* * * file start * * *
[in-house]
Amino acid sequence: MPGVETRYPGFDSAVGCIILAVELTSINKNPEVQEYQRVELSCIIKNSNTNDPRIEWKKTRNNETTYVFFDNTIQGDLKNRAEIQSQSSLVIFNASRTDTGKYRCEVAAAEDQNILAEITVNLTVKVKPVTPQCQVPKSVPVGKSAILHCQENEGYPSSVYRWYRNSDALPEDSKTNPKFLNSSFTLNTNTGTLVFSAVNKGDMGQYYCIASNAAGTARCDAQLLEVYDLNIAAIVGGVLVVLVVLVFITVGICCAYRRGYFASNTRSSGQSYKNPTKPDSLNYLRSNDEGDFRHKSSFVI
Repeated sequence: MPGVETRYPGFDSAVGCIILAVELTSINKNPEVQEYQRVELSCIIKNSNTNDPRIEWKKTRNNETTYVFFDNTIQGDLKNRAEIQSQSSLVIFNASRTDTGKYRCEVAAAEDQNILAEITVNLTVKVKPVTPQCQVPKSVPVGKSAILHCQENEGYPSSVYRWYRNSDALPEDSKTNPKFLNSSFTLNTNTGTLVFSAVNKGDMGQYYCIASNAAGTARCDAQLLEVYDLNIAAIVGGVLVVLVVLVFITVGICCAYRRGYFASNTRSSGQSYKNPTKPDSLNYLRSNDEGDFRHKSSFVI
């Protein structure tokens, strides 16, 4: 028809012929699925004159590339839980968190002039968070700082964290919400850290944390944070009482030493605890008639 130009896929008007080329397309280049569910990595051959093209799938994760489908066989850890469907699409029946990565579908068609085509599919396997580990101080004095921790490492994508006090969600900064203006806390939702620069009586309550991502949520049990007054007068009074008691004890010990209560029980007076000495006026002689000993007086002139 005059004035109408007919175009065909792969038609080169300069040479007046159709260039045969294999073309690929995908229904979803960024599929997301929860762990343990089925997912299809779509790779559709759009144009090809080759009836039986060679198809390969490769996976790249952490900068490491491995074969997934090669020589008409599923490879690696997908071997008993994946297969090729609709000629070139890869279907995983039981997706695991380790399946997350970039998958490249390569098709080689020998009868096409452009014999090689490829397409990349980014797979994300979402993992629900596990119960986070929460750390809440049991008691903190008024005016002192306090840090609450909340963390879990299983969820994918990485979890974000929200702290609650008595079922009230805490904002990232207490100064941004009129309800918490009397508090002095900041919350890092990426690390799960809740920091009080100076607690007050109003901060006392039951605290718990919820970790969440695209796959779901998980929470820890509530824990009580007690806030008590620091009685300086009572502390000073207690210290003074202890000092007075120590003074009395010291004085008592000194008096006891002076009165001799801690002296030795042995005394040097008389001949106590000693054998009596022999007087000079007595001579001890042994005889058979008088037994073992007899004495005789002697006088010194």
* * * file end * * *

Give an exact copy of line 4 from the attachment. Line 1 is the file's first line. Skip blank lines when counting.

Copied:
């Protein structure tokens, strides 16, 4: 028809012929699925004159590339839980968190002039968070700082964290919400850290944390944070009482030493605890008639 130009896929008007080329397309280049569910990595051959093209799938994760489908066989850890469907699409029946990565579908068609085509599919396997580990101080004095921790490492994508006090969600900064203006806390939702620069009586309550991502949520049990007054007068009074008691004890010990209560029980007076000495006026002689000993007086002139 005059004035109408007919175009065909792969038609080169300069040479007046159709260039045969294999073309690929995908229904979803960024599929997301929860762990343990089925997912299809779509790779559709759009144009090809080759009836039986060679198809390969490769996976790249952490900068490491491995074969997934090669020589008409599923490879690696997908071997008993994946297969090729609709000629070139890869279907995983039981997706695991380790399946997350970039998958490249390569098709080689020998009868096409452009014999090689490829397409990349980014797979994300979402993992629900596990119960986070929460750390809440049991008691903190008024005016002192306090840090609450909340963390879990299983969820994918990485979890974000929200702290609650008595079922009230805490904002990232207490100064941004009129309800918490009397508090002095900041919350890092990426690390799960809740920091009080100076607690007050109003901060006392039951605290718990919820970790969440695209796959779901998980929470820890509530824990009580007690806030008590620091009685300086009572502390000073207690210290003074202890000092007075120590003074009395010291004085008592000194008096006891002076009165001799801690002296030795042995005394040097008389001949106590000693054998009596022999007087000079007595001579001890042994005889058979008088037994073992007899004495005789002697006088010194």